How to plan a kitchen island
You don’t have to be a kitchen expert to know that islands are a hot commodity right now, and it’s not hard to see why — they’re practical, social and look great!
It’s easy to fall head over heels in love with kitchen island designs online, but adding one to your home takes a lot of careful preparation. But, if planned correctly, you’ll be reaping the rewards for years to come.
So, what is there to think about when planning a kitchen island? Good Homes magazine offers up some practical advice on how to plan a kitchen island for your home…
Do you have space for an island?
It’s all very well ogling over large kitchen islands on Pinterest and Instagram. But, if you have limited space to work with, you’re going to need to work within your parameters.
However, kitchen islands needn’t be purely aspirational. The minimum recommended kitchen island size is 1000mm x 1000mm, which makes for a perfectly practical prep island.
Incorporating a prep island into your kitchen’s design has a variety of advantages; they offer additional workspace, a place to perch and the opportunity to incorporate a small pull-out larder.
How big should a kitchen island be?
Once you’ve established you have the space for a kitchen island, the next step, naturally, is to think about how big you’d like your kitchen island to be.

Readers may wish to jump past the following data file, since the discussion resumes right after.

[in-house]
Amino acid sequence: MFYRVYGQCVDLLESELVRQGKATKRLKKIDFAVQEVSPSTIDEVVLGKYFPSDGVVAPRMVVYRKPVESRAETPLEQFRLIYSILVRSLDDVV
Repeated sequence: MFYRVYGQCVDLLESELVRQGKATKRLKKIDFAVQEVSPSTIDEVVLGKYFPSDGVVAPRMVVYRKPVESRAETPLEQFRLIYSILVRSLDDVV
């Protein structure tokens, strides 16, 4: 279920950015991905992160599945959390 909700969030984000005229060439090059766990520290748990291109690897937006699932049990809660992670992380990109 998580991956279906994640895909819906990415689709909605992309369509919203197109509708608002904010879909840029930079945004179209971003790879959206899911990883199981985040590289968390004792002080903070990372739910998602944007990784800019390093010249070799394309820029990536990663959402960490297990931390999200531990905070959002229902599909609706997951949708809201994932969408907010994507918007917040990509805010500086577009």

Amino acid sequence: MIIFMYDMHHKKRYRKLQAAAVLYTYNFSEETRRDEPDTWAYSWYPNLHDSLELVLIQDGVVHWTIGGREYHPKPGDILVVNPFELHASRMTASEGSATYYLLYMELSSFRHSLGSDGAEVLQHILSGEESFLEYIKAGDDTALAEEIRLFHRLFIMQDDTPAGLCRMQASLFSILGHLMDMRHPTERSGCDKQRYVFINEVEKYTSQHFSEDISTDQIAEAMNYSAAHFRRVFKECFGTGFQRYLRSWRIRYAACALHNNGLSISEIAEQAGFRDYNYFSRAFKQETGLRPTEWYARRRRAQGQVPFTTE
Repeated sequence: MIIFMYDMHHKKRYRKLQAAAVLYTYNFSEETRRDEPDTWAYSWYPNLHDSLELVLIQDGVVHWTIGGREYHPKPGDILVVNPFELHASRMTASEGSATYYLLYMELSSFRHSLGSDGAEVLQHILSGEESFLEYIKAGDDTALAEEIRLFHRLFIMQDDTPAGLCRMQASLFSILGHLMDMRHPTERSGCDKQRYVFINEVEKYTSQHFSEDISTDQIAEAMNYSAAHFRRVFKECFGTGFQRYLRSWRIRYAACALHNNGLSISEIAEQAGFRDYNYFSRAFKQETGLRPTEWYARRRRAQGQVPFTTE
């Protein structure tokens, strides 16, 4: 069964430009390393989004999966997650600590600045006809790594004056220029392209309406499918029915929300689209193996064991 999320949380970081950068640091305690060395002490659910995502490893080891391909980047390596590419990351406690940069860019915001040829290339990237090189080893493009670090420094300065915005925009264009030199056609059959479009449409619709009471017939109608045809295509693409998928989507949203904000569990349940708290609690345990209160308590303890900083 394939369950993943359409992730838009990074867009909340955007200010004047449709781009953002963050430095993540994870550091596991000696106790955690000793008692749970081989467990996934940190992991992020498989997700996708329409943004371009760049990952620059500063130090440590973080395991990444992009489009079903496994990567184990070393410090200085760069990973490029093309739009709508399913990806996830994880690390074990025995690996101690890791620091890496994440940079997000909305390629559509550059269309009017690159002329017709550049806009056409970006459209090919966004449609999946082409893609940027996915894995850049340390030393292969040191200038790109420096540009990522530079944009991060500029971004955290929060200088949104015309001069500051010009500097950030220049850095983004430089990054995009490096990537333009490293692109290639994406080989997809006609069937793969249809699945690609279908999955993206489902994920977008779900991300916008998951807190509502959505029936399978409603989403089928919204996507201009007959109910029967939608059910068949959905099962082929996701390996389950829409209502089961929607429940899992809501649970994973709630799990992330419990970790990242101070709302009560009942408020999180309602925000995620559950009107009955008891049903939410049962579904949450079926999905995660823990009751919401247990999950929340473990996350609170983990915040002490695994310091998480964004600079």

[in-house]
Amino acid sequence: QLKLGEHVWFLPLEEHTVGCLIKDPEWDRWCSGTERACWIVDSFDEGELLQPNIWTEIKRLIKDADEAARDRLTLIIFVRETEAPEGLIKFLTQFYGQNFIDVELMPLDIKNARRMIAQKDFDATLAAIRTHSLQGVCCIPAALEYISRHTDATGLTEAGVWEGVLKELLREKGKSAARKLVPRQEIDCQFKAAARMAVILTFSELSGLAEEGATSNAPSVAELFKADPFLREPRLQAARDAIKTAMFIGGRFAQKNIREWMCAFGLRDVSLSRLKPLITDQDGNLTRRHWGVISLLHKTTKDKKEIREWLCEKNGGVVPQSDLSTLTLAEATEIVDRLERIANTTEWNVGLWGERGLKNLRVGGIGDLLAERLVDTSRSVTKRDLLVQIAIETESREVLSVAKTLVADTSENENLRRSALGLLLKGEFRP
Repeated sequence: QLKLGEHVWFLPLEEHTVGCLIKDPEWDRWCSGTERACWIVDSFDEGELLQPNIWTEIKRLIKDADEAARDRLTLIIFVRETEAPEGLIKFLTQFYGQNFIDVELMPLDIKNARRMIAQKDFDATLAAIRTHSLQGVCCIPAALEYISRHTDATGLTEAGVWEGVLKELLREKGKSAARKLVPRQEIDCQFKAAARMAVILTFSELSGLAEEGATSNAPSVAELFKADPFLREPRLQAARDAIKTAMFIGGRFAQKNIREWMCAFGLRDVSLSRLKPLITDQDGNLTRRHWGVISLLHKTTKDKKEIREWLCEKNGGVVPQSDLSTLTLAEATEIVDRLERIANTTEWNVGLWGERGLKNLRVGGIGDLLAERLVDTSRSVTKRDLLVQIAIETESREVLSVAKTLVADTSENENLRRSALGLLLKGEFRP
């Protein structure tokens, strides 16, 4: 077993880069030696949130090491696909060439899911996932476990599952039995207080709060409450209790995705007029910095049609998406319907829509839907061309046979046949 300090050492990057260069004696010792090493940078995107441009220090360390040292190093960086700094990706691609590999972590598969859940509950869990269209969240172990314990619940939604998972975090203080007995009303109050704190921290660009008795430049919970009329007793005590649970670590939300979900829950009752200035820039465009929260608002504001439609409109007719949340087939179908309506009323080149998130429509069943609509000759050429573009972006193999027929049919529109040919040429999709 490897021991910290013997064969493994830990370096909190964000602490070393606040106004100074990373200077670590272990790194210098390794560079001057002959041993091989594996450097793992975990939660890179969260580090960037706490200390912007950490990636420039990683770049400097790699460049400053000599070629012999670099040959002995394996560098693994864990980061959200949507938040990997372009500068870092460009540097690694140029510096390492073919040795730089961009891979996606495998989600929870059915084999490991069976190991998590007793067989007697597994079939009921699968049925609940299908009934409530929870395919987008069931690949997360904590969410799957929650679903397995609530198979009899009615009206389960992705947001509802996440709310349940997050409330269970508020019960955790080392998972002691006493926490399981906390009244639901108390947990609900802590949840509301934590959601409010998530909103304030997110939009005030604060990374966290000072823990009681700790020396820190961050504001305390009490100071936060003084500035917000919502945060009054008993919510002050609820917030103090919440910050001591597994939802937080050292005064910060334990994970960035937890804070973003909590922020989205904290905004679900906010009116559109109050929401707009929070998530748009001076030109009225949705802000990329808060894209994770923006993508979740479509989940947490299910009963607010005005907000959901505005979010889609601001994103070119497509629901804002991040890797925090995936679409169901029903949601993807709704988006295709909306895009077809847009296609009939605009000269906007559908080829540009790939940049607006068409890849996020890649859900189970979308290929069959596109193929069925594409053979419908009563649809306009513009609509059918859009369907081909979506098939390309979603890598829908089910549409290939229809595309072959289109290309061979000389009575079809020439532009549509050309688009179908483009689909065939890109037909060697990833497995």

When it comes to kitchen islands, size is all relative. You don’t want to squash something too large into your space; this will only spoil the overall scheme of the kitchen you’ve invested in.
How will you use your extra work surface?
The next step is to think about what you actually want from your kitchen island. This will help your kitchen designer and ultimately determine the design of your island.
A kitchen island can fulfil a number of purposes; prep space, a cooking area, seating, storage and room for washing up. If you’re lucky enough to have a large kitchen, your kitchen island can fulfil all of these functions.
How much space should you leave around a kitchen island?
You’ll need what’s called a clearance zone between your kitchen island and parallel units. Is there enough space for appliances and drawers to open without obstruction? Can you walk through the space without tripping over?
We suggest leaving more than the recommend 1-metre minimum space necessary between your kitchen island and opposing units. This will give you a comfortable clearance zone.
What about the layout?
L-shaped, U-shaped or galley style are the most common kitchen island shapes. If you’re working with unusual spaces or tricky architectural features, you’ll need a more innovative approach. Consider a kitchen peninsula, where the island unit extends from a wall.
Awkward spaces needn’t get in the way of your dream kitchen island. Embrace any irregular features as your kitchen designer will find a way to utilise any obstacles.
How do I want the island to look?
Last, but certainly not least, think about the style of your kitchen island. Do you want to make an impression with a statement island? Or is function at the forefront of your plans?
Kitchen islands offer an opportunity to let your personality flourish. For instance, if you have a grey kitchen, you can play with colour by incorporating a contrasting kitchen island. Alternatively, incorporate a practical, understated kitchen island.